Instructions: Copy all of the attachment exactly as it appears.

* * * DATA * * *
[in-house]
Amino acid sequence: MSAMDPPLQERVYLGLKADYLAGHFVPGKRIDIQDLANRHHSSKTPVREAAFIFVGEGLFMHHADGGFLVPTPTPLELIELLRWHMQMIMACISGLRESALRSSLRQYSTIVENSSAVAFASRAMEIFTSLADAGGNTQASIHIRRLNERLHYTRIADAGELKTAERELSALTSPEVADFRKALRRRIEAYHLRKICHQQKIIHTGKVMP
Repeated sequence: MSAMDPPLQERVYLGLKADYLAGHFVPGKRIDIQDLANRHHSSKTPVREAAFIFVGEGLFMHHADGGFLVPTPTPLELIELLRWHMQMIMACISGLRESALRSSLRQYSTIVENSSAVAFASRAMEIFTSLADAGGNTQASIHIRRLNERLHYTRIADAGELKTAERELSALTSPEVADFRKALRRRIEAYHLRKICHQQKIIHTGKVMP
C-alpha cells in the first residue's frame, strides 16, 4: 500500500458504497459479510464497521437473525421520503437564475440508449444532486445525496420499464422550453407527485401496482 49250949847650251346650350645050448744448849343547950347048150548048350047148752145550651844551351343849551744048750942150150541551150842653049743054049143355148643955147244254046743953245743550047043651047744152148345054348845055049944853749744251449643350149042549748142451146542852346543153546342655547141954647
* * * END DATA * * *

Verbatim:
[in-house]
Amino acid sequence: MSAMDPPLQERVYLGLKADYLAGHFVPGKRIDIQDLANRHHSSKTPVREAAFIFVGEGLFMHHADGGFLVPTPTPLELIELLRWHMQMIMACISGLRESALRSSLRQYSTIVENSSAVAFASRAMEIFTSLADAGGNTQASIHIRRLNERLHYTRIADAGELKTAERELSALTSPEVADFRKALRRRIEAYHLRKICHQQKIIHTGKVMP
Repeated sequence: MSAMDPPLQERVYLGLKADYLAGHFVPGKRIDIQDLANRHHSSKTPVREAAFIFVGEGLFMHHADGGFLVPTPTPLELIELLRWHMQMIMACISGLRESALRSSLRQYSTIVENSSAVAFASRAMEIFTSLADAGGNTQASIHIRRLNERLHYTRIADAGELKTAERELSALTSPEVADFRKALRRRIEAYHLRKICHQQKIIHTGKVMP
C-alpha cells in the first residue's frame, strides 16, 4: 500500500458504497459479510464497521437473525421520503437564475440508449444532486445525496420499464422550453407527485401496482 49250949847650251346650350645050448744448849343547950347048150548048350047148752145550651844551351343849551744048750942150150541551150842653049743054049143355148643955147244254046743953245743550047043651047744152148345054348845055049944853749744251449643350149042549748142451146542852346543153546342655547141954647